But when you look into how it works, what this new deal illustrates is how much the own/lend paradigm changes when you're talking about digital content.
When the library borrowing feature was first announced for the Kindle months ago, a lot of folks speculated that Amazon would make the Kindle support the ePub format, because Overdrive, the primary supplier of ebooks to libraries, has been selling libraries ebooks in ePub format. When Overdrive assured libraries they would not have to buy new copies of their ebook collection, People assumed that if Overdrive was doing the lending, then the Kindle would revceive an ePub book.
But in fact, that won't happen. What's clear now is that Amazon will send a Kindle-format book once Overdrive notifies them that a Kindle owner has “borrowed” a library book. The library has to own the book, and have a “copy” available to loan, but what actually happens is that Amazon delivers the file just as if the library patron had bought the book, and when the loan period is over, Amazon deletes the book.
Publishers might think this will slow ebook sales, but I don't think it will. The primary advantage of ebooks is convenience, and having only two weeks to read a book is not at all convenient. Also, libraries have been hit hard by the recession, and I don't think they can afford to buy enough copies to make popular books available without a long wait; no one buys a Kindle to wait for a book.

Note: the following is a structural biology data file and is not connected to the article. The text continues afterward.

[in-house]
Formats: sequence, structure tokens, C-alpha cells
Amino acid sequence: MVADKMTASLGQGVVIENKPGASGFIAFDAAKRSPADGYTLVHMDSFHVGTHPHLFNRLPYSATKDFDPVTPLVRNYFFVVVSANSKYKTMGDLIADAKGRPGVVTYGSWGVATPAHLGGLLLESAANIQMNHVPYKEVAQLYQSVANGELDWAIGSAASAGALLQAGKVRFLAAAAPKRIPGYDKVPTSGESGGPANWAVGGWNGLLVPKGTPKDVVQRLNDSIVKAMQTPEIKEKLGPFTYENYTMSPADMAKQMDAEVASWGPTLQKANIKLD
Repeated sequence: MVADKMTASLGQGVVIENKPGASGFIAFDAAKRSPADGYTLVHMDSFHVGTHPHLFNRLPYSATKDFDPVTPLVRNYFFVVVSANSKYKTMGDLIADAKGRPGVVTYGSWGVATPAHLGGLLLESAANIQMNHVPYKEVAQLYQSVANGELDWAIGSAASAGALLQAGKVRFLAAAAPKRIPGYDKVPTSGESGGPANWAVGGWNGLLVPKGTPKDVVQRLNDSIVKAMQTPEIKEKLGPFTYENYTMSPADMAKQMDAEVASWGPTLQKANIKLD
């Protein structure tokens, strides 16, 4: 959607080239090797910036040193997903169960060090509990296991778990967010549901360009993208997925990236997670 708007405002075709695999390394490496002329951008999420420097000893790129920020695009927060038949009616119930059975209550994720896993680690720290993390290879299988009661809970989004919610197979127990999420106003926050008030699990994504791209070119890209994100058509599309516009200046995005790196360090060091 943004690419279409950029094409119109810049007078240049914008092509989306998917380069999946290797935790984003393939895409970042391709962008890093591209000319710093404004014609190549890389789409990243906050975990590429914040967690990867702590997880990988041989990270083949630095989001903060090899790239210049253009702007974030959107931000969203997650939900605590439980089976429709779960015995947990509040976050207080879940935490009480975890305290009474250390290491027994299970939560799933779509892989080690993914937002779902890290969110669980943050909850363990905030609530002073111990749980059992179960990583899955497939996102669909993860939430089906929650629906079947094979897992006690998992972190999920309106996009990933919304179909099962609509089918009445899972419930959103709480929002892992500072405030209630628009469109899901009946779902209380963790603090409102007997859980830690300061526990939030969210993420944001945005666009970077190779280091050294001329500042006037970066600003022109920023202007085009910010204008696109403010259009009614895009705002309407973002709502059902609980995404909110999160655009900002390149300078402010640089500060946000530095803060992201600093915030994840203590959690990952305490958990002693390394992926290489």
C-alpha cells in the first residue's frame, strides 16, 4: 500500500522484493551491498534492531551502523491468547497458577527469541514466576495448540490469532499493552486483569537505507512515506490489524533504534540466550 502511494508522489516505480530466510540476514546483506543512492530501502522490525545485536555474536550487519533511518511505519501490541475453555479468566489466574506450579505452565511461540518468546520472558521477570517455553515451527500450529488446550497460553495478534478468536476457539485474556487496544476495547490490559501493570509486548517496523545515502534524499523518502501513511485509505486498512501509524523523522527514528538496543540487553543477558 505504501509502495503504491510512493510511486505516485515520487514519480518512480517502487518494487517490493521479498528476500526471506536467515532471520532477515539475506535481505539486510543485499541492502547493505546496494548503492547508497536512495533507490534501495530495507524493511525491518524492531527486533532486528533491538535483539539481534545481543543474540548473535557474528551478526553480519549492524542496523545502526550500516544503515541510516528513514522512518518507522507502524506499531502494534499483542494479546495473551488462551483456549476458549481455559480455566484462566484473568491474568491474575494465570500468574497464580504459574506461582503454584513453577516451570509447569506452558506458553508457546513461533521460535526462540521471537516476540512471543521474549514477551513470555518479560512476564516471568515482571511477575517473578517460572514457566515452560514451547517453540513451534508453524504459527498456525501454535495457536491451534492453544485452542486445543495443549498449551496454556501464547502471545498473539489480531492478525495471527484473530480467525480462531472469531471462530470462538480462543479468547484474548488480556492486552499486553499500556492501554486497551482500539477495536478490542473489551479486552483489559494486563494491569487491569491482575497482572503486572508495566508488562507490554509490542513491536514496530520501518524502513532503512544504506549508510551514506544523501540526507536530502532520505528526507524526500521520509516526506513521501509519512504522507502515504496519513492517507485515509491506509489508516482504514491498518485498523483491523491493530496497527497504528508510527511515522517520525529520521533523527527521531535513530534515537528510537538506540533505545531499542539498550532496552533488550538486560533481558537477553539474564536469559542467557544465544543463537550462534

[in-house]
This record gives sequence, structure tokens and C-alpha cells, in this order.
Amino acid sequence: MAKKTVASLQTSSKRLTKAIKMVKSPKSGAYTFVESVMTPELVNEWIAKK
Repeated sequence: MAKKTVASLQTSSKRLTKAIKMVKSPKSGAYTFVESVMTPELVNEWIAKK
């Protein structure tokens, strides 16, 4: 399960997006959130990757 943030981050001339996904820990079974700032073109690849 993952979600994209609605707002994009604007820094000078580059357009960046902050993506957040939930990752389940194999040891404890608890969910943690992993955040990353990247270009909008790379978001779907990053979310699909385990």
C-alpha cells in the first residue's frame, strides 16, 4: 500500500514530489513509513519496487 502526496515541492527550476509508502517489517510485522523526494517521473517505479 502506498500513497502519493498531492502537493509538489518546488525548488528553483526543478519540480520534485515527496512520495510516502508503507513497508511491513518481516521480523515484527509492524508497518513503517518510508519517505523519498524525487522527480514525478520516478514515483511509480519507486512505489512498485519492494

Amazon also makes the idea of the borrower eventually buying the book more appealing by preserving any highlighting or annotations the user made during the lending period. I think this development will first off, increase Kindle sales, and second, push the digital format even further forward.
But first all those Kindle owners will have to find their library cards. I hope I know where mine is!